Learning is a conscious process; when we are learning, we know we are learning. Learned knowledge is represented consciously in the brain. So when we talk about “rules” and “grammar”, we are usually talking about learning. Research as well as experience tells us that error correction and conscious learning are very limited.

It is good news, isn’t it?! That means, you don’t need to practice the language. For example, you don’t need to learn the passé-composé and the imparfait rules (as one of my learners asked me the other day) in order to acquire French. All you have to do is to listen and read comprehensible French.

Stephen Krashen even mentioned that if “if you practice your French out loud every morning in front of a mirror, your French will not improve. The ability to speak is a result of language acquisition, not a cause.

Le Sénégal

Beniko Mason is such an inspiring, strong, kind woman. I don’t have enough words to describe how I admire her so much. I am so grateful she showed me the path to Story Listening to help you, my dear learners acquire French effortlessly.

Beniko Mason says “learners need to receive a massive amount of rich compelling (highly interesting) comprehensible language input in order to make good process in acquiring a language.

That is exactly what I try to do with the videos on my YouTube channel and with this month challenge: en mai, fais du français !

I believe that by watching my videos every day, you will improve. TRUST THE PROCESS.

This week’s video is a 25 minutes story from Sénégal, a francophone country in Africa. In many African countries people speak French. The other day, I was reading an interesting article about French becoming the world’s most spoken language by 2050, thanks to growing francophone populations in sub-Saharan Africa.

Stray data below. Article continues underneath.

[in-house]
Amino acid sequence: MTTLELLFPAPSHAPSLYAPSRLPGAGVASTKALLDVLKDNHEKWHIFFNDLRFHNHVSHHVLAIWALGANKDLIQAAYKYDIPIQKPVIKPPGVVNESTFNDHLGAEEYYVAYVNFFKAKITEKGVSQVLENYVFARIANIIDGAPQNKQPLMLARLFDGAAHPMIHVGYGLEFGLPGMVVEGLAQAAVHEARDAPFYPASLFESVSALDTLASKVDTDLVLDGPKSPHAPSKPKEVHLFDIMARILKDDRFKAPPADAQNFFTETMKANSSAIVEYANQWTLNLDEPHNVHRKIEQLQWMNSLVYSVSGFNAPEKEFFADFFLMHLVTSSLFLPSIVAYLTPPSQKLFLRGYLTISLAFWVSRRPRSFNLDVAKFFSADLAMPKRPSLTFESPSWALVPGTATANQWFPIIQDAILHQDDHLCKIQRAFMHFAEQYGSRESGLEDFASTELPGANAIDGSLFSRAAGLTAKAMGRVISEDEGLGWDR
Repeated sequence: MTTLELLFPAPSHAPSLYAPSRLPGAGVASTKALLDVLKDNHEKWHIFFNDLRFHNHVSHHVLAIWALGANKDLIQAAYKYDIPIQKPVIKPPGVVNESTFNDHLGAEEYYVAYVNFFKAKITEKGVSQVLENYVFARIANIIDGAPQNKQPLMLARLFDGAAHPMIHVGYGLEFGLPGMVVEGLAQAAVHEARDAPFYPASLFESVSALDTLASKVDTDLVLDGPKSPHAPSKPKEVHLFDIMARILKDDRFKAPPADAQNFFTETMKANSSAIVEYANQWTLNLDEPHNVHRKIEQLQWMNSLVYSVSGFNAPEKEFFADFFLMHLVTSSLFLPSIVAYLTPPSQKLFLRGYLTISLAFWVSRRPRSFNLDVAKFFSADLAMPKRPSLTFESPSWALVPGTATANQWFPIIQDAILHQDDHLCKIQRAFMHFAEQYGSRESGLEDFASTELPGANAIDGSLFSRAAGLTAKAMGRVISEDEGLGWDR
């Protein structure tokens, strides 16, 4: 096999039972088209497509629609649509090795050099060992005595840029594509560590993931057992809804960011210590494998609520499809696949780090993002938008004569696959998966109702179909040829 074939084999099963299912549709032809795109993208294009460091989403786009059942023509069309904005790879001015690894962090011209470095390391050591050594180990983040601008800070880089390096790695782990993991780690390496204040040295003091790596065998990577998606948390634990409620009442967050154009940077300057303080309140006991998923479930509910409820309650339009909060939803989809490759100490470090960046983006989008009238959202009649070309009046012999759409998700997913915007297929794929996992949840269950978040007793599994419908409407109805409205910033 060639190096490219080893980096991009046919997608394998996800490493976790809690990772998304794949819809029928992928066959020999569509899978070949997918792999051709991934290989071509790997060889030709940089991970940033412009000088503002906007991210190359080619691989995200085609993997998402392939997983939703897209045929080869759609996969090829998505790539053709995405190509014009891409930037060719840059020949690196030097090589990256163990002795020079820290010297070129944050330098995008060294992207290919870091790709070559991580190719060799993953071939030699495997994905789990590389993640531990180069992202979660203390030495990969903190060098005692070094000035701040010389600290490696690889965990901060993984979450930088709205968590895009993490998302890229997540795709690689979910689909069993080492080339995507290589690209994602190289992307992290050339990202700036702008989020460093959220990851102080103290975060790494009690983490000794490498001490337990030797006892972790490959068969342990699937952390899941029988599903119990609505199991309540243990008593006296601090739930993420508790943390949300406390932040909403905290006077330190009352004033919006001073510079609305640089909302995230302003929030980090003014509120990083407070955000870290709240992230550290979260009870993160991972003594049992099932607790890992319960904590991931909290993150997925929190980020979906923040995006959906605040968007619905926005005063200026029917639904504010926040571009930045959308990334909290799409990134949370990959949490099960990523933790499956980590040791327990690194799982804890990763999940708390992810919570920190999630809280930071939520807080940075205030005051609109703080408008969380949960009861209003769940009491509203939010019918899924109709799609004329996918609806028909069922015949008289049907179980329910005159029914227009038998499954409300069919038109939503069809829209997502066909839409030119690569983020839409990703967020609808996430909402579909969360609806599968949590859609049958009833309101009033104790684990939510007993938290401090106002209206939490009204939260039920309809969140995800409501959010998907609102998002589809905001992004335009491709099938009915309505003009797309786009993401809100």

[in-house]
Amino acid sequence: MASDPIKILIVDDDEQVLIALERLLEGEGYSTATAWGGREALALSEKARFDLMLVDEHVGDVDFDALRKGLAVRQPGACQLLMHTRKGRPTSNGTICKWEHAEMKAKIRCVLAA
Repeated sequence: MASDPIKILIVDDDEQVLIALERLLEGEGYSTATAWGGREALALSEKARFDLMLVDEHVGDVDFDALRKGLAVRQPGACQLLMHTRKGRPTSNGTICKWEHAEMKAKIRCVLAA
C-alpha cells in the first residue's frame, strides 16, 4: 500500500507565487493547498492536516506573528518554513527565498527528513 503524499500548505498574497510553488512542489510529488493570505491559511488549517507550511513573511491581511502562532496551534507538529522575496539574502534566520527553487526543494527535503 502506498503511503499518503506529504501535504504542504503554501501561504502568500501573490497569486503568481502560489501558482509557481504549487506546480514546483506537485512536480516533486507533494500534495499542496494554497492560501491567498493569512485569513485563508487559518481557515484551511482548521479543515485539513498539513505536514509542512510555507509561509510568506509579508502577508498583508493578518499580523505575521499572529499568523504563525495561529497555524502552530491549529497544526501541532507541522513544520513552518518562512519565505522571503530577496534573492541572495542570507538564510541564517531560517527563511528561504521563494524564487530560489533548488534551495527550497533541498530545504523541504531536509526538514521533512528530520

Do you want to know more about Sénégal? Jennifer Hoban, a Middle School French teacher in the US has compiled tons of wonderful resources (articles, songs, readings…) about French Speaking Africa and especially Sénégal.

Did you know that the French spoken in Sénégal has different words and expressions to describe things? My favourite one is the verb dallaser which comes from the American TV series Dallas. It means to boast, show off.

I love hearing from you so let me know how the challenge is going for you. Share and/or leave a comment with #coucou

Happy French acquisition!

P.S. Got friends, family, colleagues or clients who want to become fluent in French? Share this with them, they’ll thank you for it :-)

 


French the natural way: en mai, fais du français !

Coucou les French learners,

Le mois de mai, May is fast approaching!

Do you remember last year, same time? I was explaining you the popular French dicton, saying ” En mai, fais ce qu’il te plaît “, in May do what pleases you.

Le challenge du mois de mai

Last year, I challenged you to do an activity you are passionate about in French! This year, I have another special challenge for you! I have created un calendrier du mois de mai, a May calendar. So far, you may think there is nothing special about a calendar.. Well, this calendar is special because each day of the coming month, I challenge you to watch one of my videos.

Focus on comprehensible French input everyday!

Listen to a fun story.

Discover a beautiful part of France.

Read a book with me.

Listen to a magical tale.

#coucou

Can you raise the challenge? Here is le calendrier, the calendar:

Download the calendar or save the picture to your device. Invite a friend or loved one to join you for the month.

I will also assemble the playlist on YouTube on Monday 30th April so you can start on Tuesday 1st May, which is by the way la Fête de Travail, Labour Day in France and all over Europe… So logically, people don’t work on that day!

I have to confess, I copied my number one yoga teacher, Adriene. Each month, she publishes a calendar with one yoga video for each day of the month. It really helps me to keep up with my yoga morning routine. I thought it would be brilliant to do the same with French and that is why I came up with ” En mai, fais du français ” (do you like the play on words?).

So to recap, there is a YouTube playlist on the channel. You can save the calendar and check off each day as you go or you can follow along with the playlist. The new videos (or Nouveau !) are released on Saturdays. When you have watched a video, share it on Social Media with #coucou. That way, you make yourself accountable and we can support and motivate each other!

I am super exciting about this and I hope you are too!!! I hope to see many #coucou from next Tuesday on!

Toujours en Bretagne

This week, I continue my little voyage in the beautiful Bretagne. And I take you to a capel which is very dear to me and my family for many reasons (my in-laws celebrated their 40th year anniversary there).